Mid Year Career Success Goals Check

It’s July 1.  2011 is officially half over.  How are you doing on your career success goals?  This is a great time to step back and take stock of your progress.

This post is more about goal achievement than goal setting.  You know that you need to set goals in all parts of your life.  You know you need to set S.M.A.R.T. (Specific, Measurable, Achievable, Relevant, Time Bound) goals.  You know that you need to break your goals into manageable milestones.  You know that you need to keep your goals with you.  You know that you need to write your goals and share them with others.  All of this is a great start.  However, it’s just the start.

Successful people do whatever it takes to achieve their career success goals.  This takes commitment and tenacity.  It means working towards your goals when you are tired.  It means not giving up in the face of problems and setbacks.  It means doing what needs to be done, not what you want to do, or feel like doing. How did you do on these fronts in the first half of 2011?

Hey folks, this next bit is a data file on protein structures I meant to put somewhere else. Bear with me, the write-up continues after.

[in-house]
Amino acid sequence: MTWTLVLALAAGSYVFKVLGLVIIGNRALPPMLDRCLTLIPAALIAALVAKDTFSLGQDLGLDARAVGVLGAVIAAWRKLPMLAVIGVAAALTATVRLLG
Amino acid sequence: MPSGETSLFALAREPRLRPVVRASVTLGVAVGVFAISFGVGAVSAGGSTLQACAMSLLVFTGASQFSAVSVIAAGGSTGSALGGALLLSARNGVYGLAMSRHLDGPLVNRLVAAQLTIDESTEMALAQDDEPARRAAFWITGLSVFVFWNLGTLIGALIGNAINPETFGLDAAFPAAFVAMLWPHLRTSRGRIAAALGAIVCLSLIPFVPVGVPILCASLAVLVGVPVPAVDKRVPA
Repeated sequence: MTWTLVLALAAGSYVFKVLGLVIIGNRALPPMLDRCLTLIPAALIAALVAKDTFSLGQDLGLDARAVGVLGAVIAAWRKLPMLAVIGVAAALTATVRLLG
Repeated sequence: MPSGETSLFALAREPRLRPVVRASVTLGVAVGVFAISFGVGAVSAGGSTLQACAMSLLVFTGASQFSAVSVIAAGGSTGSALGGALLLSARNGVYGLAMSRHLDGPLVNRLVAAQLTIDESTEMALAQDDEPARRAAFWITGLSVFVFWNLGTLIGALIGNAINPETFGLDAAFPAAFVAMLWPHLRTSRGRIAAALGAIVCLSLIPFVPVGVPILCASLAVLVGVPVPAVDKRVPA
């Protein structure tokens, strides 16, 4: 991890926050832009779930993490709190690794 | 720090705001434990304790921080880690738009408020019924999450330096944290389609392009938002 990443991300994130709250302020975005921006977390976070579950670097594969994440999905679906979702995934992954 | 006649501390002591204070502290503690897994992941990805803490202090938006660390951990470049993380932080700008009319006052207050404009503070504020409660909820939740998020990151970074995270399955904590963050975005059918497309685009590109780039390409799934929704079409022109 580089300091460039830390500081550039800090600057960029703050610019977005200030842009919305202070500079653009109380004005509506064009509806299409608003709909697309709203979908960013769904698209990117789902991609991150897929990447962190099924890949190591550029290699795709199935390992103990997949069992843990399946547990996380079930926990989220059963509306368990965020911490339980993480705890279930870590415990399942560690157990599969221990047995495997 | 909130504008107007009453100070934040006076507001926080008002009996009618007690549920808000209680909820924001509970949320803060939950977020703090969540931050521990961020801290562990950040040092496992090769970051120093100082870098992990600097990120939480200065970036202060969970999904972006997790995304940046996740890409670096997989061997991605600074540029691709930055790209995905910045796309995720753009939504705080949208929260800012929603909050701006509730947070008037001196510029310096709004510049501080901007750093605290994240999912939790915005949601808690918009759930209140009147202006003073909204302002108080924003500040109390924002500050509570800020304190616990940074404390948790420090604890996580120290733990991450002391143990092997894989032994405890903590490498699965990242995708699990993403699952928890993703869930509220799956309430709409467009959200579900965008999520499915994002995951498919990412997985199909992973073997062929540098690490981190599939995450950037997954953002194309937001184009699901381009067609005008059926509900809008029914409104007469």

This discussion reminds me of one of my favorite quotes from Malcolm Forbes…

“Diamonds are nothing more than chunks of coal that stuck to their jobs.”

It takes thousands of years and tremendous amounts of pressure to turn coal into diamonds.  While you don’t need to spend thousands of years creating the life and career success you want and deserve, you do have to stick with it.  If you give up every time you run into a problem setback or roadblock, you’ll never become a diamond.  If you can’t take the pressure, you’ll never become a diamond — or a career success for that matter.  You have to stick to it and bear up under the pressure.  It doesn’t take a career success coach to tell you that you need to be persistent if you’re going to achieve your goals.

I am a fan of Lindsey Vonn, an Olympic gold medal-winning alpine skier, who makes her home in Vail; so she’s a local as far as I’m concerned.  She is the most successful American woman skier in World Cup history.